One quick strategy that I always implore my clients to do is bring that person into the office, or if it’s a virtual interview you can also do it this way: You send that person or you put them in a room and you put a laptop in front of them, and you send this person three emails. Maybe one could be from an internal issue, maybe a cross-departmental issue where the person has to figure out a way to collaborate better with a cross-functional team where it’s a team sales atmosphere. Maybe one email can be from a customer who’s pushing back on purchasing. Or maybe a third email can be from a customer who’s irate and you really need to defuse a hostile situation.
You send these three emails to the candidate and maybe put them in a conference room and you let them know, “Listen, here are three emails. You have 20 minutes or so to respond to each one.” Now you are collecting immediate feedback on how effective this person’s written communication is.
The reason why you put them in the conference room and you give them 20 minutes, or if it’s a virtual interview you send them the three emails and you only give them 20 or 30 minutes is because it avoids that temptation of that candidate to go out and find their buddy or hire a professional writer to do the writing for them and send it back. They don’t have time for that. They have to respond immediately and in the moment to get those emails back to the hiring manager.
My clients repeatedly have told me that has been often a deciding factor in either choosing between one or two candidates, or actually turning down and not offering the position to that candidate because of their written communication.
And finally shadowing, having the candidates shadow existing salespeople or whatever position they’ll be vying for, so they really get a better sense of this is what your day-to-day would be looking like. Because after all, the manager can paint this very rosy picture of what the position is and share all the benefits. But I’m a huge believer of not only selling the individual on the position, but also selling them out of the position as well and being really realistic.
Because the fact is once they start, they’re going to realize the true role of what they just took on. And if the manager wasn’t truly open and honest in giving them the full picture, they’re going to leave anyway. So by having that candidate shadow other existing salespeople or people that they’ll be having the same role. It gives them a much clearer view and greater sense of reality of what they’d be doing every day.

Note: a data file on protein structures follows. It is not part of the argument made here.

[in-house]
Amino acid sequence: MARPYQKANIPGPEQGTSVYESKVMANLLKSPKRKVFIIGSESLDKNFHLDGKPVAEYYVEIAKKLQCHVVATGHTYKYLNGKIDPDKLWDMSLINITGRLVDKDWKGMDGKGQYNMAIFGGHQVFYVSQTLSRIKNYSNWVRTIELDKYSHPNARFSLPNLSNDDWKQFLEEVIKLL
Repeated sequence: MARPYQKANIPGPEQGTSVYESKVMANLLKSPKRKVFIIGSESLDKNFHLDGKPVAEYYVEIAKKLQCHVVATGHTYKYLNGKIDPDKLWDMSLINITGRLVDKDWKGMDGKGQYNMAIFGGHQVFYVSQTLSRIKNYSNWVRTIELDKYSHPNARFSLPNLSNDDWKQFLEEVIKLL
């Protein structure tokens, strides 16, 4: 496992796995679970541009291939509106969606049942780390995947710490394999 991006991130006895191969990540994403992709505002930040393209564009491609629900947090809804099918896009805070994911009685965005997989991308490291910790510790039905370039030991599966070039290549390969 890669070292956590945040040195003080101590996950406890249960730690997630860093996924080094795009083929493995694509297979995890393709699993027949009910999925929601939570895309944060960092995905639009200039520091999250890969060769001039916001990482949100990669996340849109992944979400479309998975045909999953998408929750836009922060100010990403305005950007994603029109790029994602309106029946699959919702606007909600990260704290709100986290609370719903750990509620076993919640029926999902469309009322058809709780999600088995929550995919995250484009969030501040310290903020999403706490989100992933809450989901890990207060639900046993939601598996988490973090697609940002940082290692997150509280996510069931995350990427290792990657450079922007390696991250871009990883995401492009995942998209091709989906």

Varni: Great. Those are amazing tips for really narrowing down to the right candidate. We’re nearly up on time here and final question from me. In the scenario the manager and Peter became really good friends. What are your thoughts on the friendship between a manager and an employee in this situation? Some managers like to keep their personal life very separate from their work life; some combine them. What are your thoughts here?
Rosen: It’s interesting because I even write about this in my new book Own Your Day. There used to be this distinct line between “Here’s my personal life and here’s my professional life.” With technology it’s unfortunately made life balance obsolete.
To me, I’m a very literal person. Life balance really insulates equilibrium. You have a perfect balance in your personal life as well as your professional life. Today it’s just life. I believe the way I show up at work is the same way I show up at home. There’s no two different personalities that you adjust to whether you’re at the job or at home.
I find that a lot of times employees would look at that manager and if they ever see them at maybe a social event or a barbecue or corporate event that’s outside of the office and then they see them in the office and they’re acting two different ways, they’re going to think that manager is schizophrenic. That doesn’t really help facilitate or embed a deeper sense of trust in that manager. So it’s less about having this dual personality and it’s more about setting clear boundaries.
If I was to go back in time and, again, having changed that since my experience with Peter, if I was to go back in time and have a redo, a reset of the relationship I had with Peter, what really needs to happen is rather than have these dual personalities, you set very clear boundaries. And that’s about having a conversation about setting intentions, setting expectations of how you’re going to be a manager but you’re also a human being.
And sharing the type of relationships that you would like to have with your peers and with your direct reports while also making sure they know that their job is also to help that individual develop, help them achieve their goals, hold them accountable and be their accountability partner, and help them build their personal brand and grow in their career.
It’s really taking the duality of those two and combining it initially during either that interviewing process or that onboarding process so that people understand where you’re coming from and expectations are clearly mapped out.
Clarke: Perfect. Thank you very much, Keith. You really shared some great insights there. I’m sure many people will want to learn more about this and can reach out to you and learn more about when to fire your top salesperson. Keith, thank you very much for your time.
Rosen: It’s been truly my pleasure. Thanks for the opportunity to contribute.
Clarke: Thank you, and thanks for everyone listening in. If you like what you hear, please take a minute to give us a 5-star rating and feedback on the Quotable Podcast. Thanks.